I love flowers. I plant the brightest, showiest annuals I can find each year, both in beds and in pots for the back patio. I love hot pink geraniums, orange impatiens, and rainbow-hued petunias, but a few years ago I discovered one of my favorite ornamentals is all about foliage: coleus.
I started growing coleus after giving up on growing my beloved petunias on our shady back patio. Not only was the shade an issue, but the resident earwigs devoured them. I discovered the coleus section at my local garden center and fell in love with the variety of colors.
Coleus is a tender annual and a member of the mint family. It grows well in shady spots, but I have since learned that some varieties like sun. I takes well to containers, which is where I put it for the summer months. Best of all perhaps, coleus is low maintenance. I don’t water it often.
I do, however, pinch off the flowers as they appear. The flowers are unspectacular and only detract from the leaves. Also, to keep the plants from getting leggy, I pinch off top growth once in a while.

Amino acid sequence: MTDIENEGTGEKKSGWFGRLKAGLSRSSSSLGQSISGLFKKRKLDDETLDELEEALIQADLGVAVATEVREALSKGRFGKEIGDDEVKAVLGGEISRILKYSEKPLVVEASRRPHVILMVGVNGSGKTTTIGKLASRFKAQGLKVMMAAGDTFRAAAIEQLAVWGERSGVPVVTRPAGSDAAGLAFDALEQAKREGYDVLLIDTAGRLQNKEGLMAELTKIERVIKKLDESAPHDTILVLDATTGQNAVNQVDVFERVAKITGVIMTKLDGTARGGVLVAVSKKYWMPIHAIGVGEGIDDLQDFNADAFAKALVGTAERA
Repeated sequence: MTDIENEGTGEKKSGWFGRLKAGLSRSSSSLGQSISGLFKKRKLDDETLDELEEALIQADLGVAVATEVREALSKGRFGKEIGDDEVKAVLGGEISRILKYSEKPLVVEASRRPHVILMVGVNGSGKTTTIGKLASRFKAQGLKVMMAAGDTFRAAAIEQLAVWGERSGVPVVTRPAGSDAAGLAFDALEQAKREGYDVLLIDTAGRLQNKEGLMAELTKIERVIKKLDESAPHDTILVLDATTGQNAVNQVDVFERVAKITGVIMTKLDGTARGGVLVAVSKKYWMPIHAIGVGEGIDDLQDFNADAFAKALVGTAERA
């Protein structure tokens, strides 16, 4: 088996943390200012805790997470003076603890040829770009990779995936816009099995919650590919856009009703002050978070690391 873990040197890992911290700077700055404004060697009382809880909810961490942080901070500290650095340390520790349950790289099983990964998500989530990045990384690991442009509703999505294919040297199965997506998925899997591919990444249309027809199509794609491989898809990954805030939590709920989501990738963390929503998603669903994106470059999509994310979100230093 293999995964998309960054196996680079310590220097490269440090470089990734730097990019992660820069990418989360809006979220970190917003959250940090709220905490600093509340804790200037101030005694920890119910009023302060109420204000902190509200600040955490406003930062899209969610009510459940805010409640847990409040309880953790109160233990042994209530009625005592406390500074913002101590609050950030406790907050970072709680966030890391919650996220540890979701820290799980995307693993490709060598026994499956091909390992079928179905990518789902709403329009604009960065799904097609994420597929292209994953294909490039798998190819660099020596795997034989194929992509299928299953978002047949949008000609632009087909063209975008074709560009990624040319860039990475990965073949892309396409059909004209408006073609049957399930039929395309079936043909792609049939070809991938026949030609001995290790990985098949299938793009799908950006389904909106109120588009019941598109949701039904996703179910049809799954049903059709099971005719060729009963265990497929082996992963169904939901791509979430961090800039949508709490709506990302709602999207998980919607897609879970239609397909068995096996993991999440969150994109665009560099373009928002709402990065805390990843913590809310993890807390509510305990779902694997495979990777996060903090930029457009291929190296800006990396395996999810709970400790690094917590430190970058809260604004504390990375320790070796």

My Favorite Varieties of Coleus
What I love so much about coleus is the endless variety of color, pattern, and texture. I like to mix and match for a spectacular display of color and leaf size. Here are some favorites:
- Chocolate Covered Cherry. This is such an evocative name. The leaves are bright red in the center, with a darker, chocolatey red around the edge and a thin green margin.
- Watermelon. Once again, this name aptly describes the leaves. They are bright pink in the center with an edge of green.
- Inferno. This one is truly unique, and a great addition to fall containers. The leaves are rich orange-pink color.
- Black Dragon. For pure drama, this variety doesn’t disappoint. This one does very well in shade and has deep, dark, purple-red leaves.
- Limelight. I love to add this one””or a similar variety called Wasabi, depending on what’s available””to contrast with all the dark colors, the red, and the orange. These two varieties are a solid chartreuse color.
These are just a few types of coleus varieties you can try in your garden. As their popularity soars, you can find all kinds of new plants, from little dwarf varieties with small leaves to giants with plate-sized leaves. As an easy ornamental, coleus is hard to beat.